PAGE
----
The dashboard consists of five lines, each containing some metrics. The first line shows short information about the system, such as the uptime, load average, and the number of users currently logged in. Tasks are shown in the second line. The third one shows CPU load, and the following two lines indicate memory usage.
In Linux, the top command displays helpful statistics about the system’s resources. It allows us to see CPU and memory consumption as well as process statistics for currently running services. Top can also be used to locate zombie processes. As a result, Linux administrators must know how to use the top command. The next section gives a quick explanation of the top command and demonstrates how to use it in practical situations. Top displays a list of currently executing processes in addition to normal CPU measurements by default. The initial half of the output might be thought of as a dashboard. The process list is displayed at the bottom of the page, and all running processes are displayed in real time.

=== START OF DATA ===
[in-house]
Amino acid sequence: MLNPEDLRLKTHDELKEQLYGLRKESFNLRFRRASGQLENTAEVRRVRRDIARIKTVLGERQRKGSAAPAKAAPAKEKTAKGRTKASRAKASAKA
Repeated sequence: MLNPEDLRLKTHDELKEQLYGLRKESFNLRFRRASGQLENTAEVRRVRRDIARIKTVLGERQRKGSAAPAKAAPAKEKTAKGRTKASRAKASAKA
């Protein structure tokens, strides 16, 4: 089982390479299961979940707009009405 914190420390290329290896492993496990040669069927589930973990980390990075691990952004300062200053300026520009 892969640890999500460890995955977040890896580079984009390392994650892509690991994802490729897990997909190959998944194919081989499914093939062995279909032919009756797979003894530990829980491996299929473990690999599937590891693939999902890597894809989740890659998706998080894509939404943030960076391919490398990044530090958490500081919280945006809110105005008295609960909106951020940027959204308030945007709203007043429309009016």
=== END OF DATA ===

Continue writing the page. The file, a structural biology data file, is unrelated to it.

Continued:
Note that the commands you specify while running top are case-sensitive. For example, the n and N keys both perform different operations.